I’ve been meaning to read some bell hooks for quite some time, and now that I find myself again in a little crisis about making my work more political, while at the same time exploring and discussing forms of writing, Wound of Passion (1997, Owl Books) came my way. To be honest, it didn’t much help me in both aspects, and especially in the beginning I was tempted to just let it be. But I’m not really good at not finishing books, so I went through with it, and halfway in, it finally hooked me. (Yeah, excellent pun, I know.)

What I liked best about it is probably the way she makes small, everyday problems in a relationship appear meaningful for a feminist project, and how she conveys the subtleties (and often not so subtle ties) of racism and classism. The book gave me a good idea about what intersectionality means “in the real world”, in which one has to provide for oneself. I thought it had little of writing for being subtitled “a writing life”, but then again the fact that it was hard to even find the little space for writing there is, shows how real the struggles hooks describes are.

How did I come across the book?

I was searching for something radical, feminist, by a person of color, on writing, to see if there was any way for me to make discussions about genre more political. I had read a chapter of Black Looks during my bachelor’s degree and remembered her name.

When and where did I read it?

During fieldwork in Bogotá, on several afternoons in cafés, but also on the bus to the library, or before going to bed. I also had it with me on a trip to Chile, where I didn’t look into it, however. On the plane there, it got me involved in a conversation with a priest, who thought (guessing from the cover motive, which shows two hands with red crosses on them) I was reading something religious. He was a little disappointed when I told him what the book was about.

If you want to read books that focus on black women, you better start writing and keep writing. (p.99)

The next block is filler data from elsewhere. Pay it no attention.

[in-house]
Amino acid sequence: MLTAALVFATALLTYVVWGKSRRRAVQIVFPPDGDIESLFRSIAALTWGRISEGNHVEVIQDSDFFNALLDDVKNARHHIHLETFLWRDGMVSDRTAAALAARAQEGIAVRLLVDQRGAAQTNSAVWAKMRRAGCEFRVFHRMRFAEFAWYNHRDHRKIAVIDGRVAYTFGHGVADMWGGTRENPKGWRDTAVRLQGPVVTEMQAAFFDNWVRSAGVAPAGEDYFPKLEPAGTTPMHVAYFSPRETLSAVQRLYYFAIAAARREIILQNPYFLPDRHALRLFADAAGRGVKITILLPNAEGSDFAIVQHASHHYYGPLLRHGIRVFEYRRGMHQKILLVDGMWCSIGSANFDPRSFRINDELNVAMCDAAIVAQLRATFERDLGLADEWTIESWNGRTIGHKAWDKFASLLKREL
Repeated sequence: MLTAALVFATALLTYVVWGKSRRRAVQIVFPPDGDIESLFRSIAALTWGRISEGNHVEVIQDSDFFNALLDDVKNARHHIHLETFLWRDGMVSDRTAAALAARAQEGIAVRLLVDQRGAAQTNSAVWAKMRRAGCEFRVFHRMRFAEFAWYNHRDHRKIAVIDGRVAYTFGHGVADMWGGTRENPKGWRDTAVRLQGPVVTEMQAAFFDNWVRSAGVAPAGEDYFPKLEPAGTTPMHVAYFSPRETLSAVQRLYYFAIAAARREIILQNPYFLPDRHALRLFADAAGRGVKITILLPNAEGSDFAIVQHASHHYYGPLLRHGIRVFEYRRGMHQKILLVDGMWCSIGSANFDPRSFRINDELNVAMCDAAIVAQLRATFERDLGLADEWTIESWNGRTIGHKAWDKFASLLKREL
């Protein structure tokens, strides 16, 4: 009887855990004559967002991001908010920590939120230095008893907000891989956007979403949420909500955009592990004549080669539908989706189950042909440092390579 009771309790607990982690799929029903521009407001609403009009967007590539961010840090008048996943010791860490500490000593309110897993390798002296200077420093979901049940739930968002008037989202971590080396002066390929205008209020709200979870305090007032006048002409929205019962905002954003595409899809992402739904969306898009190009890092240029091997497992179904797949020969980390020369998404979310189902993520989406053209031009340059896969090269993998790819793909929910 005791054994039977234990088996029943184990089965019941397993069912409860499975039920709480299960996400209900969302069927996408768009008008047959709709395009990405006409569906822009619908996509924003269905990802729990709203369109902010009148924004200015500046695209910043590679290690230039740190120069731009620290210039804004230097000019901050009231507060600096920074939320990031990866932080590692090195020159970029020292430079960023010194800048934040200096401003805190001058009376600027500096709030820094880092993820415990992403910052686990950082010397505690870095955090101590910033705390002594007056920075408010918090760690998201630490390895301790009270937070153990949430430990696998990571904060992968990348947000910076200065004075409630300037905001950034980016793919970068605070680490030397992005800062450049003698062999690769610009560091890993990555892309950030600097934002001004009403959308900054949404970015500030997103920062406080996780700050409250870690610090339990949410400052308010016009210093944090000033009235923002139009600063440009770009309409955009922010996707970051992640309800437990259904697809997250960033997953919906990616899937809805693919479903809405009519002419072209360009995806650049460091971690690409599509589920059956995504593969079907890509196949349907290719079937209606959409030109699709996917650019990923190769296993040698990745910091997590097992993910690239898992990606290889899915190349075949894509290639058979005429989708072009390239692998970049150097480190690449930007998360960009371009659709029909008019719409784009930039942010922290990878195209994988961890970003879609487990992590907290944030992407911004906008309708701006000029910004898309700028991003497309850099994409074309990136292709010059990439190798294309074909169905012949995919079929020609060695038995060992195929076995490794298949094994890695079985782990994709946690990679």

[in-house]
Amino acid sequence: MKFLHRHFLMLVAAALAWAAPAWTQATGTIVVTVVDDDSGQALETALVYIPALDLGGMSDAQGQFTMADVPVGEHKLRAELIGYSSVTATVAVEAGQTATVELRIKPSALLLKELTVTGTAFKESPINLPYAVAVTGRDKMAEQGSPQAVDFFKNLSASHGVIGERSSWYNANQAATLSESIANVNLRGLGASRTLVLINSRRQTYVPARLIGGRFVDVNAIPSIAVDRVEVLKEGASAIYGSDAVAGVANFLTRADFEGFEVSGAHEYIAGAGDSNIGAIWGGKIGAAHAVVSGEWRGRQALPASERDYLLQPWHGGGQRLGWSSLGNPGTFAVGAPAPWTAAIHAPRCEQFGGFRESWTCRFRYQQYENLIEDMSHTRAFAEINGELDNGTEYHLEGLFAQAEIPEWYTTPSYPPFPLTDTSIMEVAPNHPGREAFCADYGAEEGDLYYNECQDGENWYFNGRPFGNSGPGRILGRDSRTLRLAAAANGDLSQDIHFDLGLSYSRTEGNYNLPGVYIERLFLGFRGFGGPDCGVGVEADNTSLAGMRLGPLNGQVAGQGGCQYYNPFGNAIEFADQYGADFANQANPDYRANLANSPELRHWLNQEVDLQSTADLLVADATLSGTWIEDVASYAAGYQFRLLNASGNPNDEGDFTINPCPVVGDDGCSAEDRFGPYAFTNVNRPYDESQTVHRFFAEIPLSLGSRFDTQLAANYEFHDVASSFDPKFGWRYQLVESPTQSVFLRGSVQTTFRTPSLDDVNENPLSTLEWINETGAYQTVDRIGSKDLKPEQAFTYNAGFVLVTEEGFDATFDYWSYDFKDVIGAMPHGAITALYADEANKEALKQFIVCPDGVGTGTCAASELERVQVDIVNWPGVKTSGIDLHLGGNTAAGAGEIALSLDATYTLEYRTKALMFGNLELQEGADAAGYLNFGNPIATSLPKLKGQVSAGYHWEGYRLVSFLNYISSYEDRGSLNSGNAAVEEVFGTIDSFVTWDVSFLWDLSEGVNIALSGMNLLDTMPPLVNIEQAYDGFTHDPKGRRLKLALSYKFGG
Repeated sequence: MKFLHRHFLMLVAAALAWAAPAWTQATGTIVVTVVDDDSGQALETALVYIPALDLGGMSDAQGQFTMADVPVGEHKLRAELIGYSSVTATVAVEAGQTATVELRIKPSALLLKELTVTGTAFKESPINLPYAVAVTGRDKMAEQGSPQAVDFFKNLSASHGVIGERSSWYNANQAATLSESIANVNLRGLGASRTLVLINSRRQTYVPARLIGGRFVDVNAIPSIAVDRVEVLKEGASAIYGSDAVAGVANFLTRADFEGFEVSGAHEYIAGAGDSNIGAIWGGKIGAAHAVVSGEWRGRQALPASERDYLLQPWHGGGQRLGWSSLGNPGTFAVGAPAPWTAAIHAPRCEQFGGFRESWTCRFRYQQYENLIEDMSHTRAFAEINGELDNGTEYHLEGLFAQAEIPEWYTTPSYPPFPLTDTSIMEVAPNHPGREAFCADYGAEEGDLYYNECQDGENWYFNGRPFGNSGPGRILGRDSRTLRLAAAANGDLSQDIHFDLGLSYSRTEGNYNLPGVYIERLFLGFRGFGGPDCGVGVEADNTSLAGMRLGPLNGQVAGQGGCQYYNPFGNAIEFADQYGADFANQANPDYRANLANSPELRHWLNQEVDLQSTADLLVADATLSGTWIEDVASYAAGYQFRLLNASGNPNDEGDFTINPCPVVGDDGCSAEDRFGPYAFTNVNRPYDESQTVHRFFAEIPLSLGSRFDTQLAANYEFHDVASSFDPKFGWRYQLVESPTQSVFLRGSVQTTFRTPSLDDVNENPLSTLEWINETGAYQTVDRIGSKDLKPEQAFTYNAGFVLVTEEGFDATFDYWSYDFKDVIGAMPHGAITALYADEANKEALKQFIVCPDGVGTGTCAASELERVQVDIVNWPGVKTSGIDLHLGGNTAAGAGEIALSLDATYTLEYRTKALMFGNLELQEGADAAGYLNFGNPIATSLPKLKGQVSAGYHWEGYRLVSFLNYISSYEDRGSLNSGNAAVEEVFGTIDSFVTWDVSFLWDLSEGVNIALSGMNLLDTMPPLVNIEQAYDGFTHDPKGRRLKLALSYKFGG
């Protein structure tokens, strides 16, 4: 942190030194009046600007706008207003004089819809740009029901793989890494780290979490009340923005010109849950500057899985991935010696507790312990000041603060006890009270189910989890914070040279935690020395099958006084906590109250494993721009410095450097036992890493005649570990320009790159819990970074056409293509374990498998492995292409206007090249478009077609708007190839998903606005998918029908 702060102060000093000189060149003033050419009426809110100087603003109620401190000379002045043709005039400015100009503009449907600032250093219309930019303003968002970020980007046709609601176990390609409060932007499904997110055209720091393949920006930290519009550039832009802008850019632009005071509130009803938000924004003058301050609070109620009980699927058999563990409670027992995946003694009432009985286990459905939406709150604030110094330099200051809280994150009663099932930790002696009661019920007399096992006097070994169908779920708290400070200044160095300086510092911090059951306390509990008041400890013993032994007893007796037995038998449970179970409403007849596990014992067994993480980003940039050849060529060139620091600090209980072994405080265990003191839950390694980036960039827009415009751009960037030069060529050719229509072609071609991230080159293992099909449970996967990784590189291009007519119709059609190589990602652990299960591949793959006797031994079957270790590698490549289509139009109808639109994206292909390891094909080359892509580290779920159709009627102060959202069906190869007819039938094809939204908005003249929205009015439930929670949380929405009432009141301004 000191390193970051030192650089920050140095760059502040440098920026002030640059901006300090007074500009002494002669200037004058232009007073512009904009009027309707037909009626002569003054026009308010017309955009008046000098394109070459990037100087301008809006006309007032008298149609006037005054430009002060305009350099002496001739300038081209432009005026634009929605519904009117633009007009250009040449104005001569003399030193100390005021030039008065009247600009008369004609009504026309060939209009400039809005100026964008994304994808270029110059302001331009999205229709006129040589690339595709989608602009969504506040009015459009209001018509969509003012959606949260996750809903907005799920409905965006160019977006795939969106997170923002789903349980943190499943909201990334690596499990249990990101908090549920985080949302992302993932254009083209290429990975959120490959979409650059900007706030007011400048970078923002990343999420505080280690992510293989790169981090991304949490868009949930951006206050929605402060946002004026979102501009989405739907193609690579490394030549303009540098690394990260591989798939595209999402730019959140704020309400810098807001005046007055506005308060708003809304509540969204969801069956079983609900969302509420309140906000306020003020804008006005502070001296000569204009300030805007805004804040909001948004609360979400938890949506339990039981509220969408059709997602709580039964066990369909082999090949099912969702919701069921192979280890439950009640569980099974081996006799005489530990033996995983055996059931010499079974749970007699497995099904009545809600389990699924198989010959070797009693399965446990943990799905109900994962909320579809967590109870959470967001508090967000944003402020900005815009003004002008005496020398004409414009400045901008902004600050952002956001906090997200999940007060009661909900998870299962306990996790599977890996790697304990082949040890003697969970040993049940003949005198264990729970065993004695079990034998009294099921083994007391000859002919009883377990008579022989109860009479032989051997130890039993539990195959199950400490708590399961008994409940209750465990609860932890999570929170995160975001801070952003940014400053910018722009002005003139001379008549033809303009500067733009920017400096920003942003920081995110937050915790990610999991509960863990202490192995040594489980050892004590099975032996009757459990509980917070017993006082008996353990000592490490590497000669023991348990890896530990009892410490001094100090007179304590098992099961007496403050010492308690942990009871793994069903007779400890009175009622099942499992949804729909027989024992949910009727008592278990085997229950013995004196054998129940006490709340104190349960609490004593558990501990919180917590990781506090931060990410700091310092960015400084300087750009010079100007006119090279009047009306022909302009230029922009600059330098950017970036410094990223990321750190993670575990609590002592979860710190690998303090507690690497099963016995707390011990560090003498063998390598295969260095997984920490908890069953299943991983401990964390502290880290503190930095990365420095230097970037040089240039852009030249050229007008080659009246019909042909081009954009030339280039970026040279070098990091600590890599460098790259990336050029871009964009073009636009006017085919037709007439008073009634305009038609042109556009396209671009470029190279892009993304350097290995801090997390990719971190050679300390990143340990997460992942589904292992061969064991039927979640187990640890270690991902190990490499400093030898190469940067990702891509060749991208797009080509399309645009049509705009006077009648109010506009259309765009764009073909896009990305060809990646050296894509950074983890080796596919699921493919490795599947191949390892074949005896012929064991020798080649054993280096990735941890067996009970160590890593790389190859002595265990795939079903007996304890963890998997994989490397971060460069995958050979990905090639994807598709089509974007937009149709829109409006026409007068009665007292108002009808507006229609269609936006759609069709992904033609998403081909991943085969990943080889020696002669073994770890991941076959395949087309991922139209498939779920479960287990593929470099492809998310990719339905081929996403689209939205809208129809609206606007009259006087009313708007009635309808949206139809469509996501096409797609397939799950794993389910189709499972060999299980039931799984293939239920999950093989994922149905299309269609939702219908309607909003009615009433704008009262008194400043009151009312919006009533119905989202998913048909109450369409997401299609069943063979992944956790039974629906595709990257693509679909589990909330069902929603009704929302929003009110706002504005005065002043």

16. Reading: Untenrum frei

Untenrum frei by Margarete Stokowski (Rowohlt, 2016) is only the third book this year I read in German, and it’s already the end of October and on my list are just two more German titles. Now that has absolutely nothing to do with the book, and does not even give for a good explanation for this curiosity. I simply don’t like reading translations, and I don’t get to many recommendations on German books or authors. (You are very welcome to change this, though!) But back to Margarete’s manifesto. I think one can rightfully claim this, as it is a very thoughtful, angry, comprehensive and funny 200-something page thinkpiece on feminism and why you should be in it, too. So far nothing surprising, as this kind of literature has had a new wave for at least the last year with works such as Laurie Penny’s Unspeakable things, or Chimamanda Ngozie Adichie’s We should all be feminists, among others.

But Stokowski does not just offer a German perspective. She does not limit herself to some regionalism, yet always carefully reflects her position and therefore, the impossibility of claiming a voice for someone other than herself. But her voice will  not be silenced, so much is clear after reading through Untenrum frei. It is enjoyably radical, yet never unjust – no Bra-burning, no man-hating, if you will. Instead, she wonderfully masters a mixture of sound arguments to counter many of the standardized pub talk fears and doubts about feminism, with wit and humor that make it a very entertaining yet educating read. It made me want to learn some of her comebacks by heart so as to always have them ready for the next pub.

How did I come across the book?